Patients randomised to the intervention group (IG) will be entered into the BSS in addition to standard best usual care. Expertise in the BSS will comprise of a palliative care consultant or specialist registrar (SpR), a respiratory medicine consultant or SpR with a specialist interest in breathlessness, a respiratory physiotherapist, an occupational therapist and a respiratory nurse specialist. Patients will see 12 health professionals per visit, and multidisciplinary team meetings will take place before and after each visit. Outpatient clinics will take place once per week. The timing of interventions and data collection has been designed to allow for short disease trajectories in patients with cancer and minimise patient burden, whilst allowing time for interventions to have the desired effect. Four weeks is considered to be the minimum length of pulmonary rehabilitation programmes that give a clinically significant benefit.
Other: Breathlessness Support Service
Patients randomised to the intervention group (IG) will be entered into the BSS in addition to standard best usual care. Expertise in the BSS will comprise of a palliative care consultant or specialist registrar (SpR), a respiratory medicine consultant or SpR with a specialist interest in breathlessness, a respiratory physiotherapist, an occupational therapist and a respiratory nurse specialist. Patients will see 12 health professionals per visit, and multidisciplinary team meetings will take place before and after each visit. Outpatient clinics will take place once per week. The timing of interventions and data collection has been designed to allow for short disease trajectories in patients with cancer and minimise patient burden, whilst allowing time for interventions to have the desired effect. Four weeks is considered to be the minimum length of pulmonary rehabilitation programmes that give a clinically significant benefit.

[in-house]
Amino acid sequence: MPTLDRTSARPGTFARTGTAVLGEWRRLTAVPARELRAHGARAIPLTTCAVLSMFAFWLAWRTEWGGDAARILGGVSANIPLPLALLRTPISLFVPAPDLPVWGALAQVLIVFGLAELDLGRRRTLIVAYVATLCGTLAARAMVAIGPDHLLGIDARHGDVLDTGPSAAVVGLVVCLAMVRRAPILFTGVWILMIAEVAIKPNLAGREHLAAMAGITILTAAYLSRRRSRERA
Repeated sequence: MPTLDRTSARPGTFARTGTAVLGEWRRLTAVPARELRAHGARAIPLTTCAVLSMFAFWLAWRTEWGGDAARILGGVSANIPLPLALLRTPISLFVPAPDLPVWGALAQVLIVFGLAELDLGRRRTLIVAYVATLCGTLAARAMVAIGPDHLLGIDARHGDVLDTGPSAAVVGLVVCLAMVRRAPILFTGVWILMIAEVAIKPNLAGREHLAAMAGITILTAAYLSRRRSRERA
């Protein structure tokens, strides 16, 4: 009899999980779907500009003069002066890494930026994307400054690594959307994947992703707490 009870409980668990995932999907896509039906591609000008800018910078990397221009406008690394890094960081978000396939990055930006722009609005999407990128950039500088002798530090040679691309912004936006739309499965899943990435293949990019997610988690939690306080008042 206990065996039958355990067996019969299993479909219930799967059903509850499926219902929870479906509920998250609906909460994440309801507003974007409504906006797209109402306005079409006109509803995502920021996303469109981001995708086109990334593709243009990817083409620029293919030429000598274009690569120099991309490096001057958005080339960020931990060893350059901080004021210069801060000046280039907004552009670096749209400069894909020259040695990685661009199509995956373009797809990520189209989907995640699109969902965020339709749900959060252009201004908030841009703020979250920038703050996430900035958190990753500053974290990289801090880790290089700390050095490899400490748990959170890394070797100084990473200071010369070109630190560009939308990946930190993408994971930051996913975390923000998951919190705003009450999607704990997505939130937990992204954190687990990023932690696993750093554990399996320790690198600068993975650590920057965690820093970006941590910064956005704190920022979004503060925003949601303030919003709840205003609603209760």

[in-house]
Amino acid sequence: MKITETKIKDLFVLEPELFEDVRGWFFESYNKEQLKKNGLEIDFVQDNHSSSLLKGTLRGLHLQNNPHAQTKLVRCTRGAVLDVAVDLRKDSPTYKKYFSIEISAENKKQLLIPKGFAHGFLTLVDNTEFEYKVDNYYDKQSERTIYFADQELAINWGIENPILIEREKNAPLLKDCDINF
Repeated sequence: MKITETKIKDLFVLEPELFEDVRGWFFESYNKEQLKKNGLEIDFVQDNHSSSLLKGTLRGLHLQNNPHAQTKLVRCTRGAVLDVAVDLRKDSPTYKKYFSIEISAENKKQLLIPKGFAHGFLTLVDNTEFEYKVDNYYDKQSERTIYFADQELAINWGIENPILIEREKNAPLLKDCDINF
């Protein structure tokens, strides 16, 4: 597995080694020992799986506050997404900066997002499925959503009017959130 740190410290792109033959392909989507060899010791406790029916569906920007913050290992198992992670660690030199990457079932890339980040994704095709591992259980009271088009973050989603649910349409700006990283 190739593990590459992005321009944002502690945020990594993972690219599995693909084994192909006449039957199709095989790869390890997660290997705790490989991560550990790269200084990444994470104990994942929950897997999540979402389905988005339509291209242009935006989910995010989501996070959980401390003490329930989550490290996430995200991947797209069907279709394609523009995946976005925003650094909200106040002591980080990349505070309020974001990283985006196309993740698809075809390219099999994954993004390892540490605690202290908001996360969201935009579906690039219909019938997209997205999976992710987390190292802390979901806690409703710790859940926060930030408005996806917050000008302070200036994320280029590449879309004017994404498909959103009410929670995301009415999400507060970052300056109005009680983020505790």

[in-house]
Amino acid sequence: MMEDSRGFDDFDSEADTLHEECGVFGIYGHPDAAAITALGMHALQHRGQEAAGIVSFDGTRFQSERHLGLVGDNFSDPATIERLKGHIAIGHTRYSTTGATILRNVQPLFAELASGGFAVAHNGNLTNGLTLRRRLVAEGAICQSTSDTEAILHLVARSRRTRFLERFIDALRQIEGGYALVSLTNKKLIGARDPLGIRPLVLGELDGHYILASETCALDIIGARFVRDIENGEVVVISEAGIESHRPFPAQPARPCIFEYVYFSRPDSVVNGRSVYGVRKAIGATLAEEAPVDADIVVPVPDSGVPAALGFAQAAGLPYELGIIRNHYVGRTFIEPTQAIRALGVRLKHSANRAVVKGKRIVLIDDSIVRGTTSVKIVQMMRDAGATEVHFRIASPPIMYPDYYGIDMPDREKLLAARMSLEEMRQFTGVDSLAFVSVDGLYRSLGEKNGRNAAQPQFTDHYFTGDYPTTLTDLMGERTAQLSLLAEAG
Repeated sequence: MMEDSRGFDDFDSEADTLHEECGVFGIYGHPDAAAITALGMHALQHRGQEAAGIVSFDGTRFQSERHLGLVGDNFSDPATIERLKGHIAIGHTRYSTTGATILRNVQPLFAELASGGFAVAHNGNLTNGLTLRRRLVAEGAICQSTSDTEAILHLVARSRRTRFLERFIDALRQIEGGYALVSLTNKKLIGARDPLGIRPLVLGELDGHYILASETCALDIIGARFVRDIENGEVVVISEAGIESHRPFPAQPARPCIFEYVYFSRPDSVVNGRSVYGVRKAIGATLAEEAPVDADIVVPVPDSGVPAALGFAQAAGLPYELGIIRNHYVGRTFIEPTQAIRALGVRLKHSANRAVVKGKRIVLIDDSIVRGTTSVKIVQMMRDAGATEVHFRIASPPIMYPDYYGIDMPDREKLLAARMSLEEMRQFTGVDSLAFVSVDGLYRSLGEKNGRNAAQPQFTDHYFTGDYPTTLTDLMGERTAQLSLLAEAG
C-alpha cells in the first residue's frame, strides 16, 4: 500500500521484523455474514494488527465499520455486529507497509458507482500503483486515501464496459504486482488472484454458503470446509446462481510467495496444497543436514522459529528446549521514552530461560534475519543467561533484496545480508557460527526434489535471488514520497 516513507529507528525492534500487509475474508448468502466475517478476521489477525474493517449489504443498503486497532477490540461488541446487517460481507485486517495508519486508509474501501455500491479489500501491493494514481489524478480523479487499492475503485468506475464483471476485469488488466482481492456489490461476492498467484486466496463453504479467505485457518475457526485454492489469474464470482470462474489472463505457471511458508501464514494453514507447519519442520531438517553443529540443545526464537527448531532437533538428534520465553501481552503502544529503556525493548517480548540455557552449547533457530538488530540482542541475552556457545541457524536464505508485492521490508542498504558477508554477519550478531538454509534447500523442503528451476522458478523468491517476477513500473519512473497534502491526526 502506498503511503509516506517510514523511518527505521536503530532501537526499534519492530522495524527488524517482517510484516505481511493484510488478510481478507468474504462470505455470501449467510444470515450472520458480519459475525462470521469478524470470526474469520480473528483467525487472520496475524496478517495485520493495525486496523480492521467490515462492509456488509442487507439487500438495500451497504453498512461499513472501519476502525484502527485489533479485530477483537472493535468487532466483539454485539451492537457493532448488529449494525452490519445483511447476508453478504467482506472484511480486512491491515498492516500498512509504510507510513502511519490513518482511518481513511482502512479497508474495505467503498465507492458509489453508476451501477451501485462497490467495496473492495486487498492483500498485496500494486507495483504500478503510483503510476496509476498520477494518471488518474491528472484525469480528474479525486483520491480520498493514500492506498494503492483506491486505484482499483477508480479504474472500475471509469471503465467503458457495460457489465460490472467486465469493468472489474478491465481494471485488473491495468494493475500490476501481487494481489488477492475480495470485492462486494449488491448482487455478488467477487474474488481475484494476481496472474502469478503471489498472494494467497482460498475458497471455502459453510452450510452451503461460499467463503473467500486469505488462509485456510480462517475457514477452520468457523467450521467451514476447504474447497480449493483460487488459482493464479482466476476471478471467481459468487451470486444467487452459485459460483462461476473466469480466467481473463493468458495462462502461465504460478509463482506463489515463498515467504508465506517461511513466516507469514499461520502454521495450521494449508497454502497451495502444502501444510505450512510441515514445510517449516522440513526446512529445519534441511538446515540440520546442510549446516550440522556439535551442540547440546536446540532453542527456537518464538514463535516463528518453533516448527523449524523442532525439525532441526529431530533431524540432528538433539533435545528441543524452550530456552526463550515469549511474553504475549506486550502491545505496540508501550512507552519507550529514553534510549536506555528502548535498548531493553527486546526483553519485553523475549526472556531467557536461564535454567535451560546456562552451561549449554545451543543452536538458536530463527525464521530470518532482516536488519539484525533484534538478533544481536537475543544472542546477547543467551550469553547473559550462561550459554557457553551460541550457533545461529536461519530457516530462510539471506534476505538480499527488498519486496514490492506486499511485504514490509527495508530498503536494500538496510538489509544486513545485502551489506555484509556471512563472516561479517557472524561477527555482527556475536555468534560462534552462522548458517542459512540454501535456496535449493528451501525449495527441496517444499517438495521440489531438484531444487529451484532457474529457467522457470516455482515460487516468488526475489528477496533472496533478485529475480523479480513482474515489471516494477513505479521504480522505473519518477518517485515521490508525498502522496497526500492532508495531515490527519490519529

Eligibility